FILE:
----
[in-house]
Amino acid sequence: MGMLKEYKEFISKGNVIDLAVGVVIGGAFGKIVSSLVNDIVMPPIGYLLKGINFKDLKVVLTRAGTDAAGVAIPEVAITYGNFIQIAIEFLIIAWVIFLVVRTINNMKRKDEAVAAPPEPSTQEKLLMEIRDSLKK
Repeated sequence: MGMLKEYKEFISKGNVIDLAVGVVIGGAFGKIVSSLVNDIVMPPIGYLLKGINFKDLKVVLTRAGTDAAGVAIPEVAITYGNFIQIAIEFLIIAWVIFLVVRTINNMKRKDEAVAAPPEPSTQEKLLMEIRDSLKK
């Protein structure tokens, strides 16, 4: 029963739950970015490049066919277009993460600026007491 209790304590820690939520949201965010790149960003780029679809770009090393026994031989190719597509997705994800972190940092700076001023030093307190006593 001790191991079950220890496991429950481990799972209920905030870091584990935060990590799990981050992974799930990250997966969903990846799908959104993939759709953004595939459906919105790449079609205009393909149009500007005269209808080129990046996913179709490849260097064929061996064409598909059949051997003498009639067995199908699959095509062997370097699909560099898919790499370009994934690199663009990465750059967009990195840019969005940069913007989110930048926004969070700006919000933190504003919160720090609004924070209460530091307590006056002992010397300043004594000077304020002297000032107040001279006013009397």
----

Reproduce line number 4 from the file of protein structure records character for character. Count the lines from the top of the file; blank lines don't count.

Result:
């Protein structure tokens, strides 16, 4: 029963739950970015490049066919277009993460600026007491 209790304590820690939520949201965010790149960003780029679809770009090393026994031989190719597509997705994800972190940092700076001023030093307190006593 001790191991079950220890496991429950481990799972209920905030870091584990935060990590799990981050992974799930990250997966969903990846799908959104993939759709953004595939459906919105790449079609205009393909149009500007005269209808080129990046996913179709490849260097064929061996064409598909059949051997003498009639067995199908699959095509062997370097699909560099898919790499370009994934690199663009990465750059967009990195840019969005940069913007989110930048926004969070700006919000933190504003919160720090609004924070209460530091307590006056002992010397300043004594000077304020002297000032107040001279006013009397």